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Election 2020 not a foregone conclusion

Source: By Kwesi Parker-Wilson

Ok, so former president John Mahama secured a safe landing to battle Nana Addo and his NPP in 2020. Congratulations Sir. As to whether the election was fair and transparent enough to have guaranteed you that kind of endorsement is a question the party leadership would have to be candid about it in the coming days (largely because of the infractions recorded as some polling stations).

Anyway, I hear the NPP is gloating over the victory of the JDM because in their minds eye, JDM on the ballot paper would be a “cool chop” for Nana Addo.

The 2020 elections would offer Ghanaians a fine opportunity to ascertain the true meaning of incompetence for both NPP and NDC. 

The then candidate Akufo-Addo won election 2016 because many people were disappointed by Mahama’s performance as president. Prior to the 2012 polls many had considered JDM as a youthful president to fast track the country’s transformational agenda. But, for many Ghanaians, he did not meet this expectation.

Under Mahama’s watch, the economy was in shambles, according to several metrics. The cedi, for instance, declined against major international currencies; Ghanaians endured a power crisis (although one can conclude that Mr. Mahama eventually fixed the problem); corruption allegations and scandals like the “Brazil 2014 fiasco” and the “bus branding scam” buffeted the administration and damaged the then president’s reputation.

The now known “borborliborbor” man was increasingly seen as corrupt by many people – a charge that was viciously promoted by the then oppositon NPP. He was also deemed to have treated corruption allegations against his ministers casually, choosing to post some of them to the presidency instead of investigating the allegations against them and dismissing those found culpable. (In this respect, President Akufo-Addo, has attempted to distinguish himself from Mahama by investigating corruption allegations against his (Akufo-Addo’s) appointees and taking punitive action against them.)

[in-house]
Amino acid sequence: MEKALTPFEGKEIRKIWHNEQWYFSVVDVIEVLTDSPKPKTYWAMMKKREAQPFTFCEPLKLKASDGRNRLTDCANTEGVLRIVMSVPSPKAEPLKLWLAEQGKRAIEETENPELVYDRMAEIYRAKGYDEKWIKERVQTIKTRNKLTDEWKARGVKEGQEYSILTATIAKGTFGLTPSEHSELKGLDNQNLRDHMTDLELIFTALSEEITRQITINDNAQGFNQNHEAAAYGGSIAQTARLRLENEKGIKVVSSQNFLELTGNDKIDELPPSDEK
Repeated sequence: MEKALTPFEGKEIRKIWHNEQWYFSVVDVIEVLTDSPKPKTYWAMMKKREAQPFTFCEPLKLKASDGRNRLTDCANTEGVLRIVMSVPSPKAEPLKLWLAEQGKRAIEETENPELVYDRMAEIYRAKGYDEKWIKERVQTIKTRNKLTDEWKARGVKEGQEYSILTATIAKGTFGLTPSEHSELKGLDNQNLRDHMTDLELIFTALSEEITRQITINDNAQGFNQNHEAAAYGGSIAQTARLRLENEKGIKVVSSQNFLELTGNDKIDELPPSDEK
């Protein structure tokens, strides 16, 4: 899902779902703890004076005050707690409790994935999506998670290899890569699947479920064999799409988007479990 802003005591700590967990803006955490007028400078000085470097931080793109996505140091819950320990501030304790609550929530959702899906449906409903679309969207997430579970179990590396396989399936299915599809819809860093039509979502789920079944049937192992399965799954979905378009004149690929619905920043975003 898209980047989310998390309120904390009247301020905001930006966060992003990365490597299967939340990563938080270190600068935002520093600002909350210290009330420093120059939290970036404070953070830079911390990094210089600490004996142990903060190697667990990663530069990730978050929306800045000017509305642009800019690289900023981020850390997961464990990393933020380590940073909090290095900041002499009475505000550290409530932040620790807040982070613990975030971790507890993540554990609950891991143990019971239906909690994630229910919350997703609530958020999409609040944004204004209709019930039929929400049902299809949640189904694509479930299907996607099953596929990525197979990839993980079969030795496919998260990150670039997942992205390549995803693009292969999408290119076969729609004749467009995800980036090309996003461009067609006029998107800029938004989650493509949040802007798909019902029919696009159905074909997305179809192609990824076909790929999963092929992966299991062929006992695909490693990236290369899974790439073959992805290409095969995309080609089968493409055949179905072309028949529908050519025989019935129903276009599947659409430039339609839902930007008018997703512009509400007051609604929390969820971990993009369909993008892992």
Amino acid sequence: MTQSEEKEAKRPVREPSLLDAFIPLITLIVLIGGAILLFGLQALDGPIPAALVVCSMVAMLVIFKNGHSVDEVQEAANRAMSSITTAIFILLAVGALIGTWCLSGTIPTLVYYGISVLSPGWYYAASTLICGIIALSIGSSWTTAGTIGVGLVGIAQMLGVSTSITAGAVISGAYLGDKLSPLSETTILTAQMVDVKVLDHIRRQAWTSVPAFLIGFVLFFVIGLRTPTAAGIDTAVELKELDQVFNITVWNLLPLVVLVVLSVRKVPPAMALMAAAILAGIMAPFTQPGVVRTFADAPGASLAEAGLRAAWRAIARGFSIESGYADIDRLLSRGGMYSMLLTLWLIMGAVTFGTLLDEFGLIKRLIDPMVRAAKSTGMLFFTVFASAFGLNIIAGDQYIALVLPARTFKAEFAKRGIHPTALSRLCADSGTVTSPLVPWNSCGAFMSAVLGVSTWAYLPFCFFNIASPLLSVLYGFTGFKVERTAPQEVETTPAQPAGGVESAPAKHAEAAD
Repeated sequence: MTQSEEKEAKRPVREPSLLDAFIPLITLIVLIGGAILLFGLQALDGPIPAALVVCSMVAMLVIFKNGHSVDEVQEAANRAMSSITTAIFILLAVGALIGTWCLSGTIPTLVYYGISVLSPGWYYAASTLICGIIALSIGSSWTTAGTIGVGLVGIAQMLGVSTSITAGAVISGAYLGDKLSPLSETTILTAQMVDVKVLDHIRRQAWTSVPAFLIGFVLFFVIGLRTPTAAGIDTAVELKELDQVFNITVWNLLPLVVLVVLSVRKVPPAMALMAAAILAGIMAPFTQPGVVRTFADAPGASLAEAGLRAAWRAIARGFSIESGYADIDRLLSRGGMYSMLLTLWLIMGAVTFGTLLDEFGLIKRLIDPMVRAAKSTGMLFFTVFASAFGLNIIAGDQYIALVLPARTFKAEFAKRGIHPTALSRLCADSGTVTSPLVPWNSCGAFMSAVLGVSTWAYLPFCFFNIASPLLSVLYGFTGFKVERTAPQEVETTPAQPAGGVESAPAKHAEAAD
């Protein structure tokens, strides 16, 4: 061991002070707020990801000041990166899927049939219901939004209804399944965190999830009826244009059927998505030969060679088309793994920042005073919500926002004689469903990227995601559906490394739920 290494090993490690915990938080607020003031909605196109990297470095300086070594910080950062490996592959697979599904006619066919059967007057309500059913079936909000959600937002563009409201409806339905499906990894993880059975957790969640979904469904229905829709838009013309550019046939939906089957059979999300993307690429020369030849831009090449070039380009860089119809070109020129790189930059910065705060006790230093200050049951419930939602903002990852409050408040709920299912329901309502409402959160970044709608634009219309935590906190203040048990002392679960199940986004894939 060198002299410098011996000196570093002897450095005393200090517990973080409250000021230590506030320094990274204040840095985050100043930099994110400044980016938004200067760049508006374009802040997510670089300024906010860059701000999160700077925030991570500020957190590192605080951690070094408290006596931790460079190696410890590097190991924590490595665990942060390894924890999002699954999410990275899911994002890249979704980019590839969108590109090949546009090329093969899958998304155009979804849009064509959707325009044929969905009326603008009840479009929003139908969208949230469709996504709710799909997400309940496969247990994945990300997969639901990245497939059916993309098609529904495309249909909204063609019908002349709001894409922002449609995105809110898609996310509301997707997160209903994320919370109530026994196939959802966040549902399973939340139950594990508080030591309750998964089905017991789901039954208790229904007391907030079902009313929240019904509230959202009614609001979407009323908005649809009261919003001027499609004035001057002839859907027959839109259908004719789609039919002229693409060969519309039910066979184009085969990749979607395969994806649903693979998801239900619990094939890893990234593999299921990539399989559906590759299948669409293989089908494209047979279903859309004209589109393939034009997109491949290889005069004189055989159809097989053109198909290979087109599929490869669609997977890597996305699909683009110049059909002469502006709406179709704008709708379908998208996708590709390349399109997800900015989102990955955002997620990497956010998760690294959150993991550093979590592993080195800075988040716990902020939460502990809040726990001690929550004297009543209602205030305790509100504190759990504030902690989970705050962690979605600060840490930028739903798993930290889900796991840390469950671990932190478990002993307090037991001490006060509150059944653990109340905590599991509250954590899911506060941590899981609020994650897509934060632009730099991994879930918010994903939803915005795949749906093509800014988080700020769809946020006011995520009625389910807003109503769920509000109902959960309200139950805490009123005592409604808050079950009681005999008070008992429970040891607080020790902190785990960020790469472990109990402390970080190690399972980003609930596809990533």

Mahama’s decision to suspend allowances for nurses and teachers in training was also seized upon by his political opponents to portray him as insensitive.

Akufo-Addo, on the other hand, presented himself as an incorruptible candidate who would eradicate corruption and oversee the transformation of the country from a mainly raw material-producing economy to an advanced economy. 

He promised to create jobs, implement “Free SHS” and build factories in every district in Ghana, among other pledges. Ghanaians voted overwhelmingly for Akufo-Addo because they trusted him to deliver quick, decisive and visible change. Their expectation of the president is extremely high. 

This level of expectation is probably unprecedented in decades- and roughly two years into his administration, the jury is still out on whether Akufo-Addo has given a good account of himself as president.

While many gains, including the implementation of “Free SHS” and appointment of a special prosecutor, have been made by the current government, many Ghanaians, including prominent NPP members, have recently began to complain of failed promises, job losses, cedi depreciation, and general economic hardship. More important, however, is the flurry of corruption allegations that has buffeted the Akufo-Addo administration in key government agencies such as the energy ministry and BOST.

The public repulsion and outrage sparked by those alleged corrupt acts have already led to the dismissal of Boakye Agyarko, as minister for energy. Akufo-Addo himself had his integrity severely questioned when Kwesi Nyantakyi asserted in the Anas “#12” video that the president was open to collecting bribes from investors in exchange for giving them contracts. Nyantakyi also claimed that members of the president’s family were illegally profiting from their relationship with the president by engaging in various shady deals. Although, the president rigorously denied the claims, the episode did not help the image he had sought to project as an incorruptible politician to a section of the society.

So in 2020, Akufo-Addo will be a “tainted” candidate just like Mahama was in 2016 (It’s palpably palpable right?). This might play to the ex-president’s advantage. Also, given the sheer weight of public expectation, if Akufo-Addo turns out to be a disappointment or a mediocre, business-as-usual president, his support among Ghanaians will dwindle sharply. So you see, the 2020 election is not a foregone conclusion.

Finally, the former president once said, and I quote “If you ride a lame horse into a race and you lose the race, your priority must be to cure the lameness of the horse and not about who will ride the horse”. So I ask do we now have a remedy for the lame horse. Or the horse is still under surgical operation? Let the discerning people of our country decide.

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